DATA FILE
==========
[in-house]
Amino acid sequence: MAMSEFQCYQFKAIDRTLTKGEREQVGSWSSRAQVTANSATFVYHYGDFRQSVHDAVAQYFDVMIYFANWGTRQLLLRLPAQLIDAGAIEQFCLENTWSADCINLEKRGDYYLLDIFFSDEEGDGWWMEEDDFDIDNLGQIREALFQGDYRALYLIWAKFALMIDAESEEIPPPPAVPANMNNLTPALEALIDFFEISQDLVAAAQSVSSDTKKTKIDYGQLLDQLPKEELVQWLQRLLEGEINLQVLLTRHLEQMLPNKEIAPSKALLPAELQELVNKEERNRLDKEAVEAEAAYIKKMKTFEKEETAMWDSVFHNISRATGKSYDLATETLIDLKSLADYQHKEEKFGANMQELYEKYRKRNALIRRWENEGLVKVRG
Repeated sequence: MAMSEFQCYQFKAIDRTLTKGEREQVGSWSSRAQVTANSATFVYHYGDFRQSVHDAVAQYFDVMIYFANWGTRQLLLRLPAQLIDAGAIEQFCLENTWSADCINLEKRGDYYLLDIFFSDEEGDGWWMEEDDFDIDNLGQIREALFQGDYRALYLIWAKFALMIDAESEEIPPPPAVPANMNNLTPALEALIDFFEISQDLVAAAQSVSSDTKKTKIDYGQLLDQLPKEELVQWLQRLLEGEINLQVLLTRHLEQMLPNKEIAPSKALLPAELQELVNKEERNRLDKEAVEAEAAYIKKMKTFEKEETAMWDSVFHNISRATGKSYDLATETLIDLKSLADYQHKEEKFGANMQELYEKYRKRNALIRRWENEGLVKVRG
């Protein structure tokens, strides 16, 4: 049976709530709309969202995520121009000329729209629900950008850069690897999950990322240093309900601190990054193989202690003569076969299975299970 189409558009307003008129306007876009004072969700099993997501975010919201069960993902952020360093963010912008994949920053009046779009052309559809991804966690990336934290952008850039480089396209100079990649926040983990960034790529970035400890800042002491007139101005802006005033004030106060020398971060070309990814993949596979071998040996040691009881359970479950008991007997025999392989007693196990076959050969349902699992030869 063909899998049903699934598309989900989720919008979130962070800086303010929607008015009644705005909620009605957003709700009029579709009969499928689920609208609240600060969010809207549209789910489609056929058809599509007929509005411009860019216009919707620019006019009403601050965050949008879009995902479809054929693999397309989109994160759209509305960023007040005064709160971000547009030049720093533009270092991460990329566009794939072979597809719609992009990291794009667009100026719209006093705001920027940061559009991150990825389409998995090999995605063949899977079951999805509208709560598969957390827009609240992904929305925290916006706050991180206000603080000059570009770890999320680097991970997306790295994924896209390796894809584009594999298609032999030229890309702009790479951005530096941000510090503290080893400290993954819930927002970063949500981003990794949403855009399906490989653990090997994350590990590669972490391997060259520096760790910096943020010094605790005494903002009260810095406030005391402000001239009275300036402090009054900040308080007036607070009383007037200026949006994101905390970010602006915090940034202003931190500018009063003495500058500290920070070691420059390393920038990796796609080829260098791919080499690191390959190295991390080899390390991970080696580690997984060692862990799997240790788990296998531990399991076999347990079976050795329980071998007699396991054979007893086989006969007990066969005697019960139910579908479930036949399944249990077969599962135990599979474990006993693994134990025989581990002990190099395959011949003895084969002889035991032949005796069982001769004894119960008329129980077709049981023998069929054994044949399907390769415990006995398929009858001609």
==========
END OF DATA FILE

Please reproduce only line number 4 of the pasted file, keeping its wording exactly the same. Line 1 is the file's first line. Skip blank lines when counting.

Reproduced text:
């Protein structure tokens, strides 16, 4: 049976709530709309969202995520121009000329729209629900950008850069690897999950990322240093309900601190990054193989202690003569076969299975299970 189409558009307003008129306007876009004072969700099993997501975010919201069960993902952020360093963010912008994949920053009046779009052309559809991804966690990336934290952008850039480089396209100079990649926040983990960034790529970035400890800042002491007139101005802006005033004030106060020398971060070309990814993949596979071998040996040691009881359970479950008991007997025999392989007693196990076959050969349902699992030869 063909899998049903699934598309989900989720919008979130962070800086303010929607008015009644705005909620009605957003709700009029579709009969499928689920609208609240600060969010809207549209789910489609056929058809599509007929509005411009860019216009919707620019006019009403601050965050949008879009995902479809054929693999397309989109994160759209509305960023007040005064709160971000547009030049720093533009270092991460990329566009794939072979597809719609992009990291794009667009100026719209006093705001920027940061559009991150990825389409998995090999995605063949899977079951999805509208709560598969957390827009609240992904929305925290916006706050991180206000603080000059570009770890999320680097991970997306790295994924896209390796894809584009594999298609032999030229890309702009790479951005530096941000510090503290080893400290993954819930927002970063949500981003990794949403855009399906490989653990090997994350590990590669972490391997060259520096760790910096943020010094605790005494903002009260810095406030005391402000001239009275300036402090009054900040308080007036607070009383007037200026949006994101905390970010602006915090940034202003931190500018009063003495500058500290920070070691420059390393920038990796796609080829260098791919080499690191390959190295991390080899390390991970080696580690997984060692862990799997240790788990296998531990399991076999347990079976050795329980071998007699396991054979007893086989006969007990066969005697019960139910579908479930036949399944249990077969599962135990599979474990006993693994134990025989581990002990190099395959011949003895084969002889035991032949005796069982001769004894119960008329129980077709049981023998069929054994044949399907390769415990006995398929009858001609």